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SOULDEVOURER - review
(January 22, 2018)
REACTOR - review
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ANVIL - review
(January 18, 2018)
NAGA - review
(January 14, 2018)
VELD - review
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SLOW - review
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MAZE OF SOTHOTH - review
(January 14, 2018)
HELLISH GOD - review
(January 13, 2018)
VALGRIND - review
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ATOMWINTER - review
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ENGULF - review
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GAEREA - review
(January 12, 2018)
FRACTAL GENERATOR - review
(January 12, 2018)
VOIDS OF VOMIT - review
(January 12, 2018)
LORD OF PAGATHORN - review
(January 12, 2018)
WECKÖRHEAD - review
(January 06, 2018)
THE PSALM - review
(January 04, 2018)
BEST OF 2017 -... - special
(December 31, 2017)
MARDUK - review
(December 29, 2017)
MONOLITHE - review
(December 27, 2017)
DEVASTATION - review
(December 27, 2017)
FUNERAL NATION - review
(December 26, 2017)
UNDERGANG - interview
(December 26, 2017)
MYSTIFIER - review
(December 26, 2017)

MALMSTEEN, YNGWIE JOHANN
MALMSTEEN, YNGWIE JOHANN
Concerto Suite For Electric Guitar And Orchestra...
(Universal Music)
72:10min

For years I have asserted that the two most powerful, emotional and extreme forms of music in the world are classical and Metal. Part of this, I know, stems from my upbringing on a steady diet of classical and orchestral music with little knowledge of "rock" music, that is until the mighty Iron Maiden stormed these American shores in the early 1980s. What has always amazed me about such a conservative form of music as Metal is its breadth. Under the "Metal" banner we can find three chord wonders like Hellhammer and an Yngwie Malmsteen. Even after immersing myself in Metal back then, I held fast to my classical music. Then in 1984 came an album called "Rising Force" which blended perfectly the elements of classical technique and metal performance, and it remains a watershed Metal release. Of course there are many worthy guitar "heroes" out there, and each has their own particular style and gimmick. Some have adopted what has been called a "neo-classical" style, but Malmsteen's technique is almost completely classical in approach and execution. I followed Malmsteen's career through "Trilogy," and remained satisfied with those first three albums for well over a decade. When in 1998 Yngwie released his "Concerto Suite For Electric Guitar And Orchestra In E Flat Minor Op. 1," there was little fanfare over here. It was sometime later that I managed to track down a copy, and what I found was what I consider to be a milestone in modern music. Now we have a live version of that album which includes several other pieces performed with the New Japan Philharmonic. Apart from the orchestra album pieces, Yngwie includes an orchestra-only arrangement of 'Black Star' which brings to mind emotions of Beethoven's 5th Symphony 2nd movement; plus a ripping version of 'Trilogy Suite Op. 5', 'Brothers', and an encore of 'Blitzkrieg', and the ultimate Yngwie track, 'Far Beyond The Sun'. Obviously this album is not for everyone. I'm a guitarist that loves classical music, so of course it is my cup of tea. Many metallions are not interested in anything but Metal, I know. And in a strange inversion of what Metal was supposed to be about, some simpler minds even despise guitar solos. Several "Metal" bands have and are trying their hands at performing with orchestras, usually with substandard and downright embarrassing results. But what Malmsteen has done with orchestras in the last several years is not only stunning, it has made many in the classical music community sit up and take notice. As if there was any doubt before he did these orchestral albums, Yngwie Malmsteen is a pioneer. Love him or hate him, you must respect what he has done.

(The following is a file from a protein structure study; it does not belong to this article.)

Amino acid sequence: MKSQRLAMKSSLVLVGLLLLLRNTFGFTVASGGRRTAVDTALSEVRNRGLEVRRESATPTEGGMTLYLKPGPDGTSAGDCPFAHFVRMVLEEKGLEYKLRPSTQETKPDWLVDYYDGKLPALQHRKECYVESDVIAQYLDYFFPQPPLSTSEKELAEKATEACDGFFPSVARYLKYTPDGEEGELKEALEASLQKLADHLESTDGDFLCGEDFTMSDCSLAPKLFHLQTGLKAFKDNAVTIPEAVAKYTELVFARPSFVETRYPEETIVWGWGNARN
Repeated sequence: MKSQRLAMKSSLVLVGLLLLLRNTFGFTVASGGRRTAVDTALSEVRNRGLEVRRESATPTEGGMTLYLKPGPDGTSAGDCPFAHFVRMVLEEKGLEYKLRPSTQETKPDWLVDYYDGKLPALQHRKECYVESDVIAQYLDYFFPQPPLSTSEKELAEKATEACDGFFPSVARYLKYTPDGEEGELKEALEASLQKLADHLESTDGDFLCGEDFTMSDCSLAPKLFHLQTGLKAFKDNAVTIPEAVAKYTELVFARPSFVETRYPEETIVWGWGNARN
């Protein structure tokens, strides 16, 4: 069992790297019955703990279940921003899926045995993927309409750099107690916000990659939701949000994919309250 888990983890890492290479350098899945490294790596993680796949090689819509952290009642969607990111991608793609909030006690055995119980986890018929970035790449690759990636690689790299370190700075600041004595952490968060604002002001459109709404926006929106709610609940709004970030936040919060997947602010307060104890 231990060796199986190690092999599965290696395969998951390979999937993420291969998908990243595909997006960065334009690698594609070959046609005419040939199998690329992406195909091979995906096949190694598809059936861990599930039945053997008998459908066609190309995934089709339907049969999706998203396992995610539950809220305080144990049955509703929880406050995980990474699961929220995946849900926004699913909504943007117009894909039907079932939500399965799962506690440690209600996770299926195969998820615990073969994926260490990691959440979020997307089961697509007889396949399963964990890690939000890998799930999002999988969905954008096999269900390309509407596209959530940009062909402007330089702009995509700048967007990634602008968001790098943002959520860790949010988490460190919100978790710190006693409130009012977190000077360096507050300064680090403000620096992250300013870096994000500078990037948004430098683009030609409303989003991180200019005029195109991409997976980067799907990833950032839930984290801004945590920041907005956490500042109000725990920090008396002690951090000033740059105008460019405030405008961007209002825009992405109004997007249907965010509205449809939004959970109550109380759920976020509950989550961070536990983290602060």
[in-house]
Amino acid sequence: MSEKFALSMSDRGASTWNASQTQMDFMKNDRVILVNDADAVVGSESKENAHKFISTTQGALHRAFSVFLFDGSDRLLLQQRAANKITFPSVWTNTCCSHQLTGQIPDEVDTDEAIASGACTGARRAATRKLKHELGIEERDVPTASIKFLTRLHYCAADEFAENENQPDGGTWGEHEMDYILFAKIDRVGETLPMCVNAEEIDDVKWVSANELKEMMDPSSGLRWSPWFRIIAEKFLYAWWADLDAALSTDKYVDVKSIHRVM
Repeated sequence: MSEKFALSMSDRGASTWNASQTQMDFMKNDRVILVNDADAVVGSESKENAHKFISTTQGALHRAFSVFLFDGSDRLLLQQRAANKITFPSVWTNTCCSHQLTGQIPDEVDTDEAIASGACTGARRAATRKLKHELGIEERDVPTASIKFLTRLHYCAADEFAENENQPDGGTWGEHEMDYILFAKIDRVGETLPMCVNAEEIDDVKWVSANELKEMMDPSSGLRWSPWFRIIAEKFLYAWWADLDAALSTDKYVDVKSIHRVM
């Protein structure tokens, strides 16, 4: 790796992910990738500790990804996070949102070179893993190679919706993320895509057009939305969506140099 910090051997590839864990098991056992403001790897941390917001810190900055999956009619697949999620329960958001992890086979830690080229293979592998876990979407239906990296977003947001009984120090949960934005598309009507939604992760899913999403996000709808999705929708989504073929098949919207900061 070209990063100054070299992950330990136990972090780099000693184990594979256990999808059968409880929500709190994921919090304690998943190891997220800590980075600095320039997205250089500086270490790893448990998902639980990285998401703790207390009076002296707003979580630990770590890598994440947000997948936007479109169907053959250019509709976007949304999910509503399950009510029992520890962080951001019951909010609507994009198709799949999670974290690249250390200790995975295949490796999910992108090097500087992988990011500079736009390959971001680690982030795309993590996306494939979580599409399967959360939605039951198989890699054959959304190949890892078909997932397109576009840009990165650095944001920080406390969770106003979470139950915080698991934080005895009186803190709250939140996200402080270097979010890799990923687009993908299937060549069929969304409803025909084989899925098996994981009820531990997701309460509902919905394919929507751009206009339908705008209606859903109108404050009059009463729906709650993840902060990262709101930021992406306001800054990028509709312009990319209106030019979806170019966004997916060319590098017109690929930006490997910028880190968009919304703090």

Charles Keller

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